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Daily Digest: Obama Clarifies What He Meant By "Public"

BY Nancy Scola | Thursday, June 19 2008

The Web on the Candidates

  • The John McCain campaign has unleashed its first
    ever Facebook application: a
    video tour of the "Straight Talk Express,"
    the McCain
    campaign's 45-foot 550-horsepower bus. (See, it's an educational video.)
    Guided by photogenic advance chief Davis White, it's
    no Barney Cam romp through the White House. Is this the sort of thing
    Facebookers have been waiting for from the all-but-certain Republican
    nominee?

  • TechPresident's Colin Delany has released an updated
    version of his free 52-page
    guide to online politics
    , focused on the tools and tactics of web-based
    advocacy work. Well worth a download.

  • Google has launched a fun Elections
    '08 Map Gallery
    that features maps showing the life trails of
    both the Democratic and Republican candidates, overlays of donor data,
    and more. The collection is, however, shall we say, anemic, and we
    look forward to even more mashups of political data and maps. Lucky
    for us, there's an API.
    Get to work.

The Candidates on the Web

  • Given his past support for the public financing of elections, Barack
    Obama
    had to know that when he opted out of the system for
    the general election it would raise some eyebrows and more than a
    few questions. He announced his decision this morning not by calling
    a press conference and opening himself up to inquiry, but by taking
    his arguments right to supporters via a video posted on YouTube

    and emailed to his mailing list. Despite his professorial mien, Obama
    didn't mince words. He called the public-financing system "broken"
    and John McCain and his allies "masters of gaming" it. Micah
    Sifry
    has more
    on Obama's announcement
    . One reason that Obama might feel pretty
    good about depending on donors heading into November is...

  • His email list is, officially, technically, ginormous. Obama has
    contact with somewhere between four and eight million supporters,
    more than 1.5 million have kicked in some amount to the campaign.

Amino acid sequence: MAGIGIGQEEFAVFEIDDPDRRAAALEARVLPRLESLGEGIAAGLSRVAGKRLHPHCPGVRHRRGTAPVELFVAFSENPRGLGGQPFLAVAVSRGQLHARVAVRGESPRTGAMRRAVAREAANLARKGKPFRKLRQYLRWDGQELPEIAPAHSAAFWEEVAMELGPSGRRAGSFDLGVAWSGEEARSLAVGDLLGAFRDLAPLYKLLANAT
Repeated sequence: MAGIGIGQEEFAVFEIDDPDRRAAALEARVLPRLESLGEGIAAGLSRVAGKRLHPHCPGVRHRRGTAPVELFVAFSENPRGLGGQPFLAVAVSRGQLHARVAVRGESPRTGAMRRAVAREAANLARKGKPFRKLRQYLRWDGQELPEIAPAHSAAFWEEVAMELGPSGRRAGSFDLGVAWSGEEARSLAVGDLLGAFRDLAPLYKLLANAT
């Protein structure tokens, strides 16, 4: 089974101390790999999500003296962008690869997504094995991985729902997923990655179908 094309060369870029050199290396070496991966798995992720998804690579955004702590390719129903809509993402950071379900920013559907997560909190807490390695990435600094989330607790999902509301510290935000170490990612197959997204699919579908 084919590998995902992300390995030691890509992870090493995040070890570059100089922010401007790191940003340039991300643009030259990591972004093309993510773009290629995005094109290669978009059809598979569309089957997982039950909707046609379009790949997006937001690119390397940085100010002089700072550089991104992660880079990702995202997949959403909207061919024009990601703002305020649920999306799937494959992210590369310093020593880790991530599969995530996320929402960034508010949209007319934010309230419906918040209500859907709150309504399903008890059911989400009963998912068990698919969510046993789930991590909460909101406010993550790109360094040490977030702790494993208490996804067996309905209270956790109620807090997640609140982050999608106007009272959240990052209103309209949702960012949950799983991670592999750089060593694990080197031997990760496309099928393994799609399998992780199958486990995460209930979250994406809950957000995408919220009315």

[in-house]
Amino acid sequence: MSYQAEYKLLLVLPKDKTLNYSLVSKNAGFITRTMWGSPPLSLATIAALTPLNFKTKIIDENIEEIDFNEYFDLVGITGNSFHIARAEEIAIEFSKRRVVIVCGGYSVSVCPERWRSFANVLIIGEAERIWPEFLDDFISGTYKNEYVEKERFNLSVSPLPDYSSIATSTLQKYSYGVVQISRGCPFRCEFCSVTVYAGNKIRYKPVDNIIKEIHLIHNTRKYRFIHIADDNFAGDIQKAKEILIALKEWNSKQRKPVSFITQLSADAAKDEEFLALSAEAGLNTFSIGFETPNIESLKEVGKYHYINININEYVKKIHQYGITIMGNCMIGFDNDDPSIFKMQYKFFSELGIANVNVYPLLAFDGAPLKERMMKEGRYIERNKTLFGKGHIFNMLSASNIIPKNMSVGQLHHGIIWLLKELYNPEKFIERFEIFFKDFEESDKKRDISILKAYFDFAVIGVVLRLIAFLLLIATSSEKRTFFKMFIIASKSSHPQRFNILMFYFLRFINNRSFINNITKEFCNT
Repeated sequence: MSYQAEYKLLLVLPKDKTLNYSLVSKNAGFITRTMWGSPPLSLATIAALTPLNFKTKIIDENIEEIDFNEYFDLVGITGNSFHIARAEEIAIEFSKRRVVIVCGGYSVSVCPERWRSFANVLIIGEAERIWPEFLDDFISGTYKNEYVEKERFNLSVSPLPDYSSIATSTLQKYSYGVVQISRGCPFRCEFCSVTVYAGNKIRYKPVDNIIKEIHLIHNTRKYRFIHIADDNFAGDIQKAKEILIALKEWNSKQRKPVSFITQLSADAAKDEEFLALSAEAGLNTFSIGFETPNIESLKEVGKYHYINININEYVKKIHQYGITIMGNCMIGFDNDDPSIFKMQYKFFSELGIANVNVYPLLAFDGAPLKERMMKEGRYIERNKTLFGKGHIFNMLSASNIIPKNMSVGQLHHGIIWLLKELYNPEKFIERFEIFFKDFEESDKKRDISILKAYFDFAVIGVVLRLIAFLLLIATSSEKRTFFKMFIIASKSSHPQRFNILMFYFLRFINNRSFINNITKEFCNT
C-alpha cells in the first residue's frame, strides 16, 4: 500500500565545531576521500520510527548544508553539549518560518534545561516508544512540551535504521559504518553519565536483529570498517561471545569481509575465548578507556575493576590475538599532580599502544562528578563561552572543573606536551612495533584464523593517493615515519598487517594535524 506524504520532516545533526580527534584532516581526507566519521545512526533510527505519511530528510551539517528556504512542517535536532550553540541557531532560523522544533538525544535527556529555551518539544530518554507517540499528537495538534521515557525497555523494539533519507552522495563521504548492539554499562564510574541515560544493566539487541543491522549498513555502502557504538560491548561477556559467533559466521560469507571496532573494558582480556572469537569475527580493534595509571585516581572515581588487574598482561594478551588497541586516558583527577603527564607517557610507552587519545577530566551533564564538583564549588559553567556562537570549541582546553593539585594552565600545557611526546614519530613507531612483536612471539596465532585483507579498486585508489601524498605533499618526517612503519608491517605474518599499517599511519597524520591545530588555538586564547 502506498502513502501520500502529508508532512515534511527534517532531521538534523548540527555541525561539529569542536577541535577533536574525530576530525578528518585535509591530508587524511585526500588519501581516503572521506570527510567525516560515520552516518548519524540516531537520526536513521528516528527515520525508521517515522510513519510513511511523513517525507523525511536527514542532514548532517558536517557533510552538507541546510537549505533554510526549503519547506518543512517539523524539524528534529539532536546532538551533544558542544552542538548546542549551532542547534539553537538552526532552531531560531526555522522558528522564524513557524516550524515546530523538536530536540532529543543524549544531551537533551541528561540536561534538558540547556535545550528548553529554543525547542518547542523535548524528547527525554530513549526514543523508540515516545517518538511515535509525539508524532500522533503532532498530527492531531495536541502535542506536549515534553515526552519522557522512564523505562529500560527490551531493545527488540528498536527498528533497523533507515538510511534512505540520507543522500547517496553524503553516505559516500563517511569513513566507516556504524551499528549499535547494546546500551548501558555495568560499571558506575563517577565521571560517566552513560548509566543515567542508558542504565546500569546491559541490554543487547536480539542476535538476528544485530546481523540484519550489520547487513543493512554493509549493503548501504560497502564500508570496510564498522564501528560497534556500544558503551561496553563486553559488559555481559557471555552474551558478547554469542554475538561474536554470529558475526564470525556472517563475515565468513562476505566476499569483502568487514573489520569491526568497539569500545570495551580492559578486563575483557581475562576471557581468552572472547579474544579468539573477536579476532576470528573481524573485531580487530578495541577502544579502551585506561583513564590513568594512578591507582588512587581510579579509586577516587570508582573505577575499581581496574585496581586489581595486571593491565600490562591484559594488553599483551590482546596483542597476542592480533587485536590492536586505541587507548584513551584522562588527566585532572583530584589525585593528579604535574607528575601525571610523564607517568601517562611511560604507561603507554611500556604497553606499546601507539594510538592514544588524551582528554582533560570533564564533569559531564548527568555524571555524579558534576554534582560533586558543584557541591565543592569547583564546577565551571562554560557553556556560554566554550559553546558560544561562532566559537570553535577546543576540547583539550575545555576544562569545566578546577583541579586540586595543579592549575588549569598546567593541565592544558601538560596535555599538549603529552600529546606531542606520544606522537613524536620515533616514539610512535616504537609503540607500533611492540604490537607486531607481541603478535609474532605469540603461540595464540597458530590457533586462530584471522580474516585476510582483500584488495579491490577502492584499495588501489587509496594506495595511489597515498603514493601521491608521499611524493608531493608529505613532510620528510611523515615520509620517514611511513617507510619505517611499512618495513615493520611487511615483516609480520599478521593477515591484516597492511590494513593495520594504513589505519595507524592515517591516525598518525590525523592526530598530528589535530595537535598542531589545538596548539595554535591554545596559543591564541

Politco's Daniel Libit has a first look
    at what
    a list of that unprecedented size might mean
    for a President
    Obama. Could it free him from fundraising burdens a president normally
    carries? If gelled into local networks, could those contacts give
    him leverage in the districts of uncooperative congressfolk? Check
    out the take of Steve Westly, former eBay exec and
    Obama's California co-chair, who ties the potential of a list that
    size to this question: "Are you willing to let go of some control?"

TechCongress and Beyond

  • Capitol Words is a fun
    new project out the Sunlight Foundation that uses text frequency analysis
    to distill the Congressional Record down to a single word
    for each day Congress is in session. The LA Times has a good
    write-up
    . For September 12, 2001 that word was "nation."
    March 21, 2003 -- the day after the U.S. entered into war in Iraq
    -- it was "amount." But the question is, amount
    of what? Troops? Potatoes? Hours until recess? It'd be great to eventually
    track "word
    bursts,"
    to borrow a phrase from computer scientist Jon
    Kleinberg's
    tracking of the popularity of phrases in State
    of the Union addresses, to give us insight into the changes in Congress's
    zeitgeist over time. Again, there's
    an API
    . So again, get to work.

In Case You Missed It…

Italian media consultant Antonella Napolitano fills
us in on lessons
learned from 10domande
, an experiment in Italian politics modeled
after our own 10questions.

Clay Shirky is mixing
it up over on TPMCafe's Book Club
, discussing his new book "Here
Comes Everybody." Clay will be a keynoter at the upcoming
PdF '08
. Three days and counting!